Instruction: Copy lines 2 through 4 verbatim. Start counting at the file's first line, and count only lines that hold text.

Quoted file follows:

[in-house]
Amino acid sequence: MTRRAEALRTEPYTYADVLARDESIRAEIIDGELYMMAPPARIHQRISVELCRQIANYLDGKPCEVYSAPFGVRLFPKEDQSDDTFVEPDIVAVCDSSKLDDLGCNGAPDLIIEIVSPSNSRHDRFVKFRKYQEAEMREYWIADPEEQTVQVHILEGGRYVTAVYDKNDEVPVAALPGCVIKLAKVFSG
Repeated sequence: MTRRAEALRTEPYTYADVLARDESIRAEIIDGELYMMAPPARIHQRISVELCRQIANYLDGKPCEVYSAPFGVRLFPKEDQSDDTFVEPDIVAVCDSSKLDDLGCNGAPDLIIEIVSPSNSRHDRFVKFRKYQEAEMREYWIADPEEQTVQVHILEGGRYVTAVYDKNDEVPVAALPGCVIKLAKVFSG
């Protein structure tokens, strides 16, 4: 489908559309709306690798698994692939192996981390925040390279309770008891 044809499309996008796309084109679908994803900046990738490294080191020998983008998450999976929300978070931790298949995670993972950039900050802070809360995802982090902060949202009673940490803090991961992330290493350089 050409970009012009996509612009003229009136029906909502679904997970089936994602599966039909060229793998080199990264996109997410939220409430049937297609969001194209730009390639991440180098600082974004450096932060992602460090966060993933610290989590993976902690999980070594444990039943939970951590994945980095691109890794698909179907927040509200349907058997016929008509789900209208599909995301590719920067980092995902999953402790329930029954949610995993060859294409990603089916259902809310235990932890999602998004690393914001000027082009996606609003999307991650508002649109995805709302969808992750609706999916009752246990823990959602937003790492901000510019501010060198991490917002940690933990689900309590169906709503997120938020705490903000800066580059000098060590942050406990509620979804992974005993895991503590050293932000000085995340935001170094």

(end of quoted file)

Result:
Amino acid sequence: MTRRAEALRTEPYTYADVLARDESIRAEIIDGELYMMAPPARIHQRISVELCRQIANYLDGKPCEVYSAPFGVRLFPKEDQSDDTFVEPDIVAVCDSSKLDDLGCNGAPDLIIEIVSPSNSRHDRFVKFRKYQEAEMREYWIADPEEQTVQVHILEGGRYVTAVYDKNDEVPVAALPGCVIKLAKVFSG
Repeated sequence: MTRRAEALRTEPYTYADVLARDESIRAEIIDGELYMMAPPARIHQRISVELCRQIANYLDGKPCEVYSAPFGVRLFPKEDQSDDTFVEPDIVAVCDSSKLDDLGCNGAPDLIIEIVSPSNSRHDRFVKFRKYQEAEMREYWIADPEEQTVQVHILEGGRYVTAVYDKNDEVPVAALPGCVIKLAKVFSG
């Protein structure tokens, strides 16, 4: 489908559309709306690798698994692939192996981390925040390279309770008891 044809499309996008796309084109679908994803900046990738490294080191020998983008998450999976929300978070931790298949995670993972950039900050802070809360995802982090902060949202009673940490803090991961992330290493350089 050409970009012009996509612009003229009136029906909502679904997970089936994602599966039909060229793998080199990264996109997410939220409430049937297609969001194209730009390639991440180098600082974004450096932060992602460090966060993933610290989590993976902690999980070594444990039943939970951590994945980095691109890794698909179907927040509200349907058997016929008509789900209208599909995301590719920067980092995902999953402790329930029954949610995993060859294409990603089916259902809310235990932890999602998004690393914001000027082009996606609003999307991650508002649109995805709302969808992750609706999916009752246990823990959602937003790492901000510019501010060198991490917002940690933990689900309590169906709503997120938020705490903000800066580059000098060590942050406990509620979804992974005993895991503590050293932000000085995340935001170094």